Le Phan Quang Hai of Hanoi says he has “no regrets” about quitting his job as a factory worker earlier this year to become a deliveryman.
He in fact regards it as a wise career choice because he earns VND8-9 million ($348-392) a month and can work whenever he wants.
“I would never go back to my old job where the pay was low and I had to deal with constant pressure,” the 43-year-old says.
Before the pandemic began he earned VND8-10 million a month, but the electrical factory where he worked had difficulty obtaining materials and components due to China’s strict Covid restrictions and his output decreased a result, dragging down his income with it.
“With a monthly income of VND5 million, how could I survive in the capital where the cost of living is high?
“It was pointless for me to stay.”
Hai is among a growing number of people who have quit formal full-time jobs since the Covid-19 pandemic began due to low wages or lack of opportunities for advancement and now completely rely on informal jobs for a living.
The average number of formal workers increased by 5.6 percent per year from 2016 to 2019 while informal workers increased by only 3.6 percent, according to data from the General Statistics Office (GSO).
During the economic fallout from the Covid outbreak since 2020, many workers lost their jobs or experienced pay cuts. Many were forced to return to their hometown or take on informal jobs to survive in big cities, and as a result, the number of informal workers reached 20.3 million by the end of 2020, an increase of 119,100 from the previous year.
The trend shows no sign of slowing down with the number rising to 21.4 million at the end of the first quarter this year, according to the GSO’s latest report.
Despite the lack of social insurance and other protections, millions of people have become self-employed or taken on informal jobs because they can still earn a decent income and face less stress than in contracted jobs.
Hai says his salary did not increase after years of working but had to pay social insurance premiums to qualify for a pension on retirement and so decided to quit.
“I am my own boss and no one can tell me what to do. Not to mention that my new job allows me to spend more time with my family.”
People with social insurance are only eligible for receiving a pension after 20 years of paying premiums.
People wait outside of a social security agency in Thu Duc, HCMC, to withdraw their insurance contributions, April 2022. Photo by VnExpress/Dinh Van
Nearly 209,000 people chose to exit the social insurance scheme in the first three months of this year and make a one-time withdrawal of their accumulated amount, up 1 percent from a year ago.
They will get meager or no pensions after retiring and cannot enjoy free healthcare.
Most people (97 percent) opting for the one-time withdrawal were unemployed for a year, are mainly young people aged 26-29, and were not working for state agencies. More women (55.6 percent) than men (44.4 percent) chose to withdraw.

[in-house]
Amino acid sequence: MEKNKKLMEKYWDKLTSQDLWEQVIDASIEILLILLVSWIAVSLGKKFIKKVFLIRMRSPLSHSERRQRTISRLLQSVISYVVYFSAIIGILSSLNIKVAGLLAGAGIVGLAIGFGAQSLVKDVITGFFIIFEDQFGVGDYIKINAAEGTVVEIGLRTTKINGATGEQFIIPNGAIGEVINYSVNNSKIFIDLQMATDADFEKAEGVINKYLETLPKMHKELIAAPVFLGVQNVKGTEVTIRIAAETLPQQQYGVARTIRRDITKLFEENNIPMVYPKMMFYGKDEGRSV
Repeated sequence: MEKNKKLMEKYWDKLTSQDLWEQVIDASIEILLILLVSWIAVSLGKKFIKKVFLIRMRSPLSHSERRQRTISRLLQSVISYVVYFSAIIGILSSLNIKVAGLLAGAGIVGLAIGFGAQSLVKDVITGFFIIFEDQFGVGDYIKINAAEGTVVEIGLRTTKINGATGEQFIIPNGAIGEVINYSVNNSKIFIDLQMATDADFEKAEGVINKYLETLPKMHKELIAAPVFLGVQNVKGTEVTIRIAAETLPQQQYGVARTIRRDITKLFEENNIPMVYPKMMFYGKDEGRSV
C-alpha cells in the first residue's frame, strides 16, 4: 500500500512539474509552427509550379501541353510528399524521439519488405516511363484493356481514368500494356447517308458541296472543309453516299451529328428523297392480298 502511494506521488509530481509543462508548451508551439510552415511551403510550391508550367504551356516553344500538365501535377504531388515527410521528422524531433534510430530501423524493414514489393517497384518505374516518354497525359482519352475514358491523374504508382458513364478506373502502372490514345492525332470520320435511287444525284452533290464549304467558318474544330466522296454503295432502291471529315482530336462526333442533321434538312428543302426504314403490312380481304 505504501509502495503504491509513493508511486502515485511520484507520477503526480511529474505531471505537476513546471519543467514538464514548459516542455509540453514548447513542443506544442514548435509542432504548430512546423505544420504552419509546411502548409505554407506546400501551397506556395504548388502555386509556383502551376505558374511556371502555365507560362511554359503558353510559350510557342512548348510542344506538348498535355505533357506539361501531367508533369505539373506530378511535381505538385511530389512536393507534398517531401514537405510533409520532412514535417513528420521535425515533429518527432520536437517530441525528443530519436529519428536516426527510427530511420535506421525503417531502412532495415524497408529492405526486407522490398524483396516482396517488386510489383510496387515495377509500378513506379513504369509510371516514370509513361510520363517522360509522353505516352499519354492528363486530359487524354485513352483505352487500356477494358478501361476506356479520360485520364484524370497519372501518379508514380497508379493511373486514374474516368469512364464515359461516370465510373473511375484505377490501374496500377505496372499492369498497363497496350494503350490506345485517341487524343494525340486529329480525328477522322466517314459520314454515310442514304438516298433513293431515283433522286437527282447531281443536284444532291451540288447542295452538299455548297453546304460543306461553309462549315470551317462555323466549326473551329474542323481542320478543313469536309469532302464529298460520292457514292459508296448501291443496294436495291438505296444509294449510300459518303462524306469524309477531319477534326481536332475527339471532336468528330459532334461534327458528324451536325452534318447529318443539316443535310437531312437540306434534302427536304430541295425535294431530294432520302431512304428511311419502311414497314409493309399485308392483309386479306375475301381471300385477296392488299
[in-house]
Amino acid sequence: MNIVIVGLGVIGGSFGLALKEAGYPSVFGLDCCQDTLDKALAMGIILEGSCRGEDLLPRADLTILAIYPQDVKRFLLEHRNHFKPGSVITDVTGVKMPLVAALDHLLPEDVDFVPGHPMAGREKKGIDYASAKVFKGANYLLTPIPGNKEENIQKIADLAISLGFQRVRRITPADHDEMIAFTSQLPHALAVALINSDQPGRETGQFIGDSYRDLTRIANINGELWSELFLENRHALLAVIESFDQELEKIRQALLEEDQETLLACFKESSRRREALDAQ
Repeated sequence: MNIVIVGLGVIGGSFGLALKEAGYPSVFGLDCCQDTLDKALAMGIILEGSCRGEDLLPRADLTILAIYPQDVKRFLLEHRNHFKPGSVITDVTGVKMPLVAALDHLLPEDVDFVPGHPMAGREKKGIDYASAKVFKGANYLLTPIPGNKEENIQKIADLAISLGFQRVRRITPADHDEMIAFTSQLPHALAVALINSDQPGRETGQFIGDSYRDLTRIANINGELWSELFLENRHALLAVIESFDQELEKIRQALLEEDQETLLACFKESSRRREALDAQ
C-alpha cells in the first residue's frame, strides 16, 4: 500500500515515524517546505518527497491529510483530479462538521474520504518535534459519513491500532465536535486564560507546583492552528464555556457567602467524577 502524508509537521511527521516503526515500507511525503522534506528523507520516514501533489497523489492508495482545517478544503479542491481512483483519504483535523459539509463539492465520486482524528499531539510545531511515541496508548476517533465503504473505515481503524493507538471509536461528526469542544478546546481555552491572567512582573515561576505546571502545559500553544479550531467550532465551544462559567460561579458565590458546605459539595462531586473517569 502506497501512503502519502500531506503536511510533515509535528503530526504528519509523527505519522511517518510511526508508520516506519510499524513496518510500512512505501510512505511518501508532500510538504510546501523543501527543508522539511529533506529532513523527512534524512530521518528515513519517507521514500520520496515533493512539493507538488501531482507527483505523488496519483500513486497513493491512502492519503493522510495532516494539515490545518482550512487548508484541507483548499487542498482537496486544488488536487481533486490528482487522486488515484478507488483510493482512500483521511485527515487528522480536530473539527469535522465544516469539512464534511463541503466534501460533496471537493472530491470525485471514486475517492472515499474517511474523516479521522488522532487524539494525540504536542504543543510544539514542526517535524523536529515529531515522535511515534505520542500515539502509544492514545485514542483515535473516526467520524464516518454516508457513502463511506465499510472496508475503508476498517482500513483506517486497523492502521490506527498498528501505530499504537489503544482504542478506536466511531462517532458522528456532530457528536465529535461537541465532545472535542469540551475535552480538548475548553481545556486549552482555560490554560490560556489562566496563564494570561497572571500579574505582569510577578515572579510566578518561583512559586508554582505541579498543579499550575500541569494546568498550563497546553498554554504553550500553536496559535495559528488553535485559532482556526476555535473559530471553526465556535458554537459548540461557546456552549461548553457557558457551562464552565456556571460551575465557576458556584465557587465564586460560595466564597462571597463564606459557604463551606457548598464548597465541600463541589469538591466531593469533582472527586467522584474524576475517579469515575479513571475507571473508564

According to a report titled ‘Vietnam as an Ageing Society,’ published in 2021 by the Hanoi University of Social Sciences and Humanities and Germany’s Justus Liebig University Giessen, 64 percent of the 13.4 million people of retirement age do not currently have a pension.
Some 46 percent of people aged 60-64, 30 percent aged 70-79 and 10 percent over 80 still have to work for a living, it said.
Technology advancement has also enabled people in big cities to work in the informal sector, making deliveries or selling goods online, and do multiple jobs to earn a higher income.
Tran Minh Tuan too quit his job as an electrician in HCMC to become a delivery driver.
He used to be paid VND7 million a month and only got a small bonus and never a raise in minimum salary despite getting numerous letters of recognition during his eight years at the company. He resigned late last year because he did not see any opportunity for advancement or growth.
He does not plan on coming back since he is making more money now by being a food delivery worker and assisting his wife, who owns a small clothing store, by delivering goods in his spare time.
“I don’t mind not having social insurance,” he says. “I’m making more money than before and enjoying having more control over my time.”
Some factory workers who left big cities do not intend to return because they have discovered that the countryside is a more pleasant place to live in.
Nguyen Cao Binh Minh, 53, is enjoying a stress-free pastoral life after returning to the northern Yen Bai Province with his wife and daughter last October.
“I’m tired of the rat race in the city,” he says.
He no longer worries about rent and other expenses and spends his time growing vegetables and raising livestock on his family’s plot of land.
According to a GSO report in January, around 2.2 million workers left major cities and returned to their hometowns during the pandemic.
Back in Hanoi, Hai is relieved that his workday now begins at 10 a.m. instead of 8 a.m. and that he can now pick up his daughter from school in the evening.
“I deliberated long and hard before quitting my job at the factory.
“I enjoy working as a deliveryman because many of my customers remember my name and I am happy with the money I am making,” he adds with a big smile.
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